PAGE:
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10-20-2004, 10:46 AM
  #27
Nifty=HHOF
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Join Date: Jul 2004
Location: Depressed Yankee Land
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If Bobby Orr hadn't gotten hurt (which he did, so my point is purely hypothetical), he would get a great deal more discussion in this conversation. I grew up near Boston in the late 70's so I only saw the very end of the Orr era, but I never saw anything like him. My argurement for Orr is as follows;

1) He revolutionize the game. No one playing his position ever played the game the way he did. Defensman were stay-at-home, never cross the blue line, and were only an offensive threat on the PP. All of that changed with Orr and after him players like Coffey and Bourque benefitted greatly (as did lesser players like Gonchar, Ozolinsh, etc).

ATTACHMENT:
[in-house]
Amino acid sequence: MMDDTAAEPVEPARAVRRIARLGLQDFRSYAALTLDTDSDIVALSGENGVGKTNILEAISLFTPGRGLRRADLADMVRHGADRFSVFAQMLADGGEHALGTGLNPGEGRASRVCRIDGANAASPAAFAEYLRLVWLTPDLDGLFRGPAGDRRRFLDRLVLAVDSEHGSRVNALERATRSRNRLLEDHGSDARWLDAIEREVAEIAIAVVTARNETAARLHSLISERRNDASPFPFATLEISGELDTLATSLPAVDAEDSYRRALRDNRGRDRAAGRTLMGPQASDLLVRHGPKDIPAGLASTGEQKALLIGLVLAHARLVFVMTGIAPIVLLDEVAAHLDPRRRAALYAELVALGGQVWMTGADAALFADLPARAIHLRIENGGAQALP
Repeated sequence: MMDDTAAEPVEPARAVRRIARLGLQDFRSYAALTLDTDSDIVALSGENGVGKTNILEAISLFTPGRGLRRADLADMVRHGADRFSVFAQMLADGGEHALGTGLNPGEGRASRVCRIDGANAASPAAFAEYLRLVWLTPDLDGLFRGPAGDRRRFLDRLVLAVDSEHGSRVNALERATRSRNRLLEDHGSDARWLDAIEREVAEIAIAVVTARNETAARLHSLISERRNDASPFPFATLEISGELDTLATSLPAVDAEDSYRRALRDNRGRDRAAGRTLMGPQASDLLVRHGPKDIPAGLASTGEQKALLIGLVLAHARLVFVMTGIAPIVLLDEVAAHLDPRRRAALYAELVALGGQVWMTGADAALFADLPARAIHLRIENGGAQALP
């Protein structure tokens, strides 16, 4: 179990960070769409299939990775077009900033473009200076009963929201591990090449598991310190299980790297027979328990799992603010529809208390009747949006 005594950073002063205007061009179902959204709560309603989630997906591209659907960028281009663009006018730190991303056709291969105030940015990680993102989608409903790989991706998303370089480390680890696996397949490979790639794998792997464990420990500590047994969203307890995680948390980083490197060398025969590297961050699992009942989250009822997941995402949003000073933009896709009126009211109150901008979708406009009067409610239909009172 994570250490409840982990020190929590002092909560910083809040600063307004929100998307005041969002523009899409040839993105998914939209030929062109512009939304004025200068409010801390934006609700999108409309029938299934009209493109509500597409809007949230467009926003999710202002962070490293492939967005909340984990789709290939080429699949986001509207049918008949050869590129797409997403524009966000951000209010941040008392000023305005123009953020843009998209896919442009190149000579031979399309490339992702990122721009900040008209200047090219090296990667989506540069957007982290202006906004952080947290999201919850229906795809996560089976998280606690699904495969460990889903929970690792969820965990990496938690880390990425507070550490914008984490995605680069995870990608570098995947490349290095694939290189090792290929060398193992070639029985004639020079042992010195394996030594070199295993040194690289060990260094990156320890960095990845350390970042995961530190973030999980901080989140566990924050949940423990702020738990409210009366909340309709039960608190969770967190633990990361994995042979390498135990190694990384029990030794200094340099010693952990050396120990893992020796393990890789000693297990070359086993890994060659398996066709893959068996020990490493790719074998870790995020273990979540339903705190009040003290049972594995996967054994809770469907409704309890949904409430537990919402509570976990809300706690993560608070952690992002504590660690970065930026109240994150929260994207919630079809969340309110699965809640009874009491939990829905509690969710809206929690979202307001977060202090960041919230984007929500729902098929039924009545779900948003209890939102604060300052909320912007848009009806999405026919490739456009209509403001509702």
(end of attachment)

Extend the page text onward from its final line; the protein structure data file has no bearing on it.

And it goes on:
2) I'll accept (easily) that Gretzky was the greatest offensive player of all time (the record book speaks for itself, Mario wasn't within shouting distance IMO), but there's more to hockey than just offense. I think it's pretty clear cut who was better defensively, which leads me to;

3) Overall game. The point of the game for your team to score more goals than your opponents, so let's take a look at +/-. In 1970-71, Orr was an amazing +124 in 78 games, the close as Gretzky ever came was +98 in 84-85. Later in his career (while he still scoring near league leading numbers), he was consistently in -'s. In fact he was only "+" twice after 1991.

4) Physical Play. Again, no doubt offense goes to Gretzky (despite playing different positions), but Orr also controlled the game physically which is something Gretzky clearly never did. Although there is less emphasis on this today, back in Orr's day this was a major part of the game.

All this said, I begrudingly accept Wayne Douglas Gretzky as the greatest player with longevity being a deciding factor. Just don't undersell Orr.

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